Post by mangrovecuckoo on Mar 6, 2015 11:42:53 GMT -5
Fly line manufacturers do not reveal the pound test rating for flylines but for standard lines you can assume they will not break below 20# test. I expect lines 8 and above will be stronger than 30#. I know there are some newer releases for off shore fishing that specifically boast to be stronger than that... I would guess they are in the 50# range.
It is important to realize this rating is for the core material of the flyline. The soft outer coating has little strength. And, since you have mentioned nail knots, its important to understand that the coating will peel off the core long before the core breaks. So, if you use a nail knot as the connector between the butt section of the leader to the flyline you can expect that to be the weakest link.
Knowledgable fly anglers who fish in saltwater for fish that commonly exceed 5 pounds do not use the nail knot to attach their leaders. Well, not in the usual sense anyway. That nice thin common nail knot that flows easily through the guides on the fly rod is strictly a tool of trout fishermen.
An Albright Special is a decent way to permanently attach the butt section, but I and most of the anglers I know prefer to use a loop to loop connection. Unless I'm playing around with my lightest fly rods I use the loops... even for 100#+ tarpon. It is the strongest connection. It does click a bit going through the guides, but so what?
Creating a loop at the end of your fly line reduces the number of times you have to remake that connection too. So you do not keep trimming the tip of the fly line as often.
As to trimming back, the answer is "as little as possible". Fly line manufacturers include a short section of consumable line at the front to allow for trimming. That section is usually only a few feet, like one or two. Once you trim back more than that you begin to cut off the front taper of the fly line. If you have the box the fly line was packaged it probably will tell you how much tip there is.
Now, to preempt your next question... the way I make a loop in the front of the flyline is with a nail knot.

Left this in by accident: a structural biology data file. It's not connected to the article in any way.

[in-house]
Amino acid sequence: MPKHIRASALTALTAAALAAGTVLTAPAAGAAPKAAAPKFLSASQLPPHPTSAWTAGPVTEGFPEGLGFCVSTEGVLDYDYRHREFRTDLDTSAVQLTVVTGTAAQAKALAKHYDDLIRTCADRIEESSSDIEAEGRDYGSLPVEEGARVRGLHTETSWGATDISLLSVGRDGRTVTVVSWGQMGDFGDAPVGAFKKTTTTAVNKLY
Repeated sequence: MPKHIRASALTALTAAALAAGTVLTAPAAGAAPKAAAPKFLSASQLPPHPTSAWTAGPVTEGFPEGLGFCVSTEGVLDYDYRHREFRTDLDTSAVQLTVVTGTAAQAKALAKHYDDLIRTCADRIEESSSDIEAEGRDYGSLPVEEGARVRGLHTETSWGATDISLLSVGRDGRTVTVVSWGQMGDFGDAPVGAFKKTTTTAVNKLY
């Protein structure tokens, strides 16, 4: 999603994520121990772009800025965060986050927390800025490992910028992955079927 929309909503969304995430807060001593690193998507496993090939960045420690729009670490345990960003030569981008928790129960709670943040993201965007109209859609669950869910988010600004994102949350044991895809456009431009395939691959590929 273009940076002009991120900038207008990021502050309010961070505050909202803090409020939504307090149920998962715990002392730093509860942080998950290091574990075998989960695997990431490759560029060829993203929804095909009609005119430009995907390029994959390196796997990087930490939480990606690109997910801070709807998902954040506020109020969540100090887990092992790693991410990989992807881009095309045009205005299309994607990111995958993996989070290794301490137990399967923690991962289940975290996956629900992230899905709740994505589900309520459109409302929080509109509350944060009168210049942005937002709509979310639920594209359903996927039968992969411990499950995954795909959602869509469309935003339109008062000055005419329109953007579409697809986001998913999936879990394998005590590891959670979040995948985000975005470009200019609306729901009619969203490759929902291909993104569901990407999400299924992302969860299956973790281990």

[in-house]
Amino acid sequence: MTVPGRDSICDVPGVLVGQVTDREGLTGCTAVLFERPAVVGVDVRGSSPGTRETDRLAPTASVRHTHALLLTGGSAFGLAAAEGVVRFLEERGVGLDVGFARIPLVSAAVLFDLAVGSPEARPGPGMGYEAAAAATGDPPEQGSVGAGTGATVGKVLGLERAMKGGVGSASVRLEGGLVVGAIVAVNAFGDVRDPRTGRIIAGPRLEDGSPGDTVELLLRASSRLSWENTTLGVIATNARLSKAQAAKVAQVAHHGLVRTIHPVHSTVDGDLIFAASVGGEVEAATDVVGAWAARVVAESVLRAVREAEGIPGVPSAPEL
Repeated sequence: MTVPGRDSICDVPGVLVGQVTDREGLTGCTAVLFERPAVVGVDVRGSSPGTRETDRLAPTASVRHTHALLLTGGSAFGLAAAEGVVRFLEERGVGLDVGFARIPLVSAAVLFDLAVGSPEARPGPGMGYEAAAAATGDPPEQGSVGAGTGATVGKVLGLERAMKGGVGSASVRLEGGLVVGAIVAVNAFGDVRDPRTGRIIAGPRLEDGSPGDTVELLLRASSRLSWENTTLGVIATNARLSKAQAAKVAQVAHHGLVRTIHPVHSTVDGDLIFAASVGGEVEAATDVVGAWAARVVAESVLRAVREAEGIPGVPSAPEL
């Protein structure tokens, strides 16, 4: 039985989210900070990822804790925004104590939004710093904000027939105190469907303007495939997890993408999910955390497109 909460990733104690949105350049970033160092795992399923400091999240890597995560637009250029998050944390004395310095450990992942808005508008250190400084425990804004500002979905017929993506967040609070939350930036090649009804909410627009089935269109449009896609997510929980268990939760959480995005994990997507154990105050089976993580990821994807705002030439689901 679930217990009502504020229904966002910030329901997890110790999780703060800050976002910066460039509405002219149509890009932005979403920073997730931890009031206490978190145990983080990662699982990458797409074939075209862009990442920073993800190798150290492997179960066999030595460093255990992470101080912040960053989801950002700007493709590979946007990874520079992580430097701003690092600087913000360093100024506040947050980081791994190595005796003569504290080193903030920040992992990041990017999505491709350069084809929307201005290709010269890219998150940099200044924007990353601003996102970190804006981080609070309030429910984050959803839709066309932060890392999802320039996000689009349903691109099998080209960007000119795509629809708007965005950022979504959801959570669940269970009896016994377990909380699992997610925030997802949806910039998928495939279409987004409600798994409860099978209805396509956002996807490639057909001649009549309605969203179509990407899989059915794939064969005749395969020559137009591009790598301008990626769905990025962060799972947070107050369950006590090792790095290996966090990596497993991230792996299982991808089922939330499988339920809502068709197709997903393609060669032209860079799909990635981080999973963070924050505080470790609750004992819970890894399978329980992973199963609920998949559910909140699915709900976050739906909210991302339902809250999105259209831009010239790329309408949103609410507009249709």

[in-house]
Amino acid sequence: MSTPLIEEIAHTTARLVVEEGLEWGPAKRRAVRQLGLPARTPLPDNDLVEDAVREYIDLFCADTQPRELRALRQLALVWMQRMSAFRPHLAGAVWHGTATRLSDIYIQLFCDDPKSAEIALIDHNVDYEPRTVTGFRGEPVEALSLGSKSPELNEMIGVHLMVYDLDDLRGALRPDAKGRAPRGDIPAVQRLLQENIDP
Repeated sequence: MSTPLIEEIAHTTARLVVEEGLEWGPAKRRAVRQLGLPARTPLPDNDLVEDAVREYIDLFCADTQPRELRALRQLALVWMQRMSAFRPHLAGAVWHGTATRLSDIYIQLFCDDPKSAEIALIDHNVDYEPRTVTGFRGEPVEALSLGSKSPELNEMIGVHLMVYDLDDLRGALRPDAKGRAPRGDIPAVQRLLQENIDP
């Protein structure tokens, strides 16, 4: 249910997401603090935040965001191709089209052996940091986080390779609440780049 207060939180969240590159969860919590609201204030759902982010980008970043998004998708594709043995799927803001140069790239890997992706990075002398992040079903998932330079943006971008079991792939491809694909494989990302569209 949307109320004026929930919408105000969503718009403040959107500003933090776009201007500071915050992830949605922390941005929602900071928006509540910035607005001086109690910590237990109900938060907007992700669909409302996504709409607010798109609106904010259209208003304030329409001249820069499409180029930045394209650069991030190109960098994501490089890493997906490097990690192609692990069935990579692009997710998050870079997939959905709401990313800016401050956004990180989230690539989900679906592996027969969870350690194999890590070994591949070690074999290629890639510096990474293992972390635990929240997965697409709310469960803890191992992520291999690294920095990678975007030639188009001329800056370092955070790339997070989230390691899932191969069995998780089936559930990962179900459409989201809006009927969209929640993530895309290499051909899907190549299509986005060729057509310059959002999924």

Why don't you just come in some Thursday night so I can show you this stuff.
Krash, the nail knot is one of the easiest knots to tie. Take the tube from a new can of WD 40. Clip of 1 inch, lay it against the fly line and make your wraps, slide the tag end through the tube and slide the tube out, tighten the knot slowly to make sure that the wraps do not overlap, snug it down and clip off the tag end. The whole thing takes about 10 seconds until you get used to it.
Tied up a few trying to find what I'm comfortable with... went 40/30/20, 40/30/15, 30/20/15 using Ande mono leader material for the 40/30/20, and BPS extreme fluro for the 15.
The fly reel I have has a 7wt line with a short piece of mono attached to the end with a nail knot, maybe 4" of mono, and a small loop in its end... leader was attached by figure 8 loop to loop. I assume this is so as not to have to cut back the fly line with each leader change.
Butt to Taper, blood knot good to go, easy and quick to tie, snug as a bug. Tippet 15 fluro, attached also with a blood knot.
I see some people attach a loop to the end of the Taper and Tippet and attach with a loop to loop for the purpose of being able to change out tippet with no loss to the Butt/Taper length.
Tried several attempts at tying a perfection knot in the butt section 40/30 mono to attach to the fly line loop, and am not happy with the outcome. That perfection knot is ok to tie, not the easiest, but it seems to have the tendency of not really locking down snug in the heavier mono's.
What other loop knots do you masters use, and do any of you use the loop to loop at the tippet end, just seems like 3 additional knots to hang up in the turtle grass.
Old fugger with a bad heart, who just wants to fish
Can soaking line in hot water help with heavier line, when tying knots, and will it damage the line in the process? , and has anyone ever tried the line welders? Way too expensive, but cool looking. Obviously both methods would only be used at home, when preparing rigs ahead of time.
Post by mangrovecuckoo on Jan 25, 2017 7:39:31 GMT -5
The perfection loop is what I use at the butt section to fly line connection. Just practice it and be sure to insert a tool to do the final tightening.
I do not use more loops in the leader for the reasons you noted.
One thing I will suggest, which is not what most folks think at first, is to make that perfection loop at the end of the butt section kinda large!
You want the legs of the loop to be around one inch long so they can collapse when there is tension on the line. The knot will pass through your guides easier then. If you try to make the loop real small with thick mono the loop wants to stay round and fights through the guides.
Wow...I've learned a lot from following this thread. The last tip about the legs of the loop is priceless. I can't tell you how many times the loop gets hung up in the guides. All this time I thought that a smaller loop was better.